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View Diary: Bricks, or the Damnedest Clues in the Damnedest Places (152 comments)

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  •  this is fascinating. i love bricks (16+ / 0-)

    and i am a tilemaker and make architectural ceramics as well. i make tile for a lot of early 20th c. fireplaces and have helped resore some  very early 19th C  adobes.
    nowdays everyone want to seal everything, including the mortar. i understand this, but it doesn't work in a living breathing perspiring environment.
    in studying as much as i can , i also came across  the idea that the mortar is in fact the path for water evaporation..it almost acts as a the 'lungs' for the structure or the clay cladding , as well as the brick.
    it draws  and drains and evaporated the moisture and  takes the brunt of the freeze thaw... and repointing mortar, though tedious , is easier than replacing brick, tile or large clay components.
    i love bricks and every brick tells a story.
    i also believe that you do have to live in a place long enough to understand  'what happened and why. the clues are all there, but living inside the skin and story of the place allows you to begin to understand , as a workman would.
    hope to read future diaries, thanks for this one.

    •  actually, bricks do the "breathing" (6+ / 0-)

      bricks are a clay material.  When they come out of the kiln they are dry, but from then on they begin to absorb moisture- because that is the nature of clay- and they will continue to absorb water for scores of years after.  So much so that they are also slowly growing in size.

      A brick wall killer is paint.  Paint traps the moisture inside the brick.  All kinds of problems then result, but essentially you have to keep re-painting the wall to save it.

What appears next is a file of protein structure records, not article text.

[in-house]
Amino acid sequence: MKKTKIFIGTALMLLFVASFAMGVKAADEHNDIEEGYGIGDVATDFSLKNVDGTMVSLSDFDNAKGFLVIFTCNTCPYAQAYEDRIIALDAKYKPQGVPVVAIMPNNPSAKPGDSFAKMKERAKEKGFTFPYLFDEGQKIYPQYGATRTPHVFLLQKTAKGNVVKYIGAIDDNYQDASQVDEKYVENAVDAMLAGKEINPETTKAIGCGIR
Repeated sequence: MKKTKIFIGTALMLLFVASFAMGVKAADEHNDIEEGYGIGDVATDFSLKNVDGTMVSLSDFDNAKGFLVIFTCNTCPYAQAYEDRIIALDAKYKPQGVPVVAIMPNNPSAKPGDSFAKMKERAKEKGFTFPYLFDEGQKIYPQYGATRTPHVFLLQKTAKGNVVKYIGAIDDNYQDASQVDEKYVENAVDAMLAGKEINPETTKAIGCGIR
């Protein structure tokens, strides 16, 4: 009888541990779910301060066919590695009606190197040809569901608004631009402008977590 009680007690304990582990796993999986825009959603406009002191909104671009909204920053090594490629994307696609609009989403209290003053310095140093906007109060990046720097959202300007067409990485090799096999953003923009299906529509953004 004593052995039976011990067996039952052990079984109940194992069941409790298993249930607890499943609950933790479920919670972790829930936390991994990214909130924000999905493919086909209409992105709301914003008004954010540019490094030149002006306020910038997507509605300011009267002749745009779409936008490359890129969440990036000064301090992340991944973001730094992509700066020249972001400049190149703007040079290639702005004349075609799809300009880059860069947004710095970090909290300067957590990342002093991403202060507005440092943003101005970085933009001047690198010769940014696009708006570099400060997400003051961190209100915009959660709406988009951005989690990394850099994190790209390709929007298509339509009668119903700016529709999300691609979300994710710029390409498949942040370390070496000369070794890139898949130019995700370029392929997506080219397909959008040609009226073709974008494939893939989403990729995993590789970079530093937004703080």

Here, I found a good article covering some basics:

      http://www.oldlouisville.com/...

      •  You're right that bricks "breathe" (6+ / 0-)

        but I believe that manyamile is also correct.  I'd always heard that mortar actually "draws" moisture from the bricks and directs it out to be evaporated, which is one of the many reasons that lime mortar is preferable to modern.

        That's a great resource.  The Dept. of Historic Resources Preservation Briefs are also terrific and filled with best practices: http://www.nps.gov/....

        "I speak the truth, not as much as I would, but as much as I dare, and I dare a little the more, as I grow older." --Montaigne

        by DrLori on Fri Feb 15, 2013 at 02:11:59 PM PST

        [ Parent ]

      •  The link is wonderful (0+ / 0-)

        I especially like the creative suggestions for what to do with determined "upgraders" who lack appreciation for historical architecture.  I think some of them might be adapted to people who try to sell chemical lawn treatments as well.

        Of course, we can always "Line them up and throw them overboard!".

      •  ah, i was thinking about architectural ceramics (0+ / 0-)

        more in the line of ceramic cladding, such as tile and the large architectural ceramics components which arrived with the invention of the 'skyscraper' in the late 1800s.

        many times these clay components were glazed or fired higher so they were less porous  though  they usually all still had some porosity.  kind of like brick... it depends how high the bricks or tiles are fired. but the mortar still played a very active roll in the breathing of the building, and migration of moisture.

        also design elements such as trim, overhangs, which worked to physically shed outside water.....

        I make  tile and arch. ceramics for a living and am fascinated and in love with brick and tile and clay clad and  adobe buildings and have also studied them a bit and helped to repair and restore them...there is so much to learn from them, and from those who are still alive who know some of the old trades and techniques

    •  Beautifully put. (2+ / 0-)
      i also believe that you do have to live in a place long enough to understand  'what happened and why. the clues are all there, but living inside the skin and story of the place allows you to begin to understand , as a workman would.
      I couldn't agree more.

      "I speak the truth, not as much as I would, but as much as I dare, and I dare a little the more, as I grow older." --Montaigne

      by DrLori on Fri Feb 15, 2013 at 02:40:50 PM PST

      [ Parent ]

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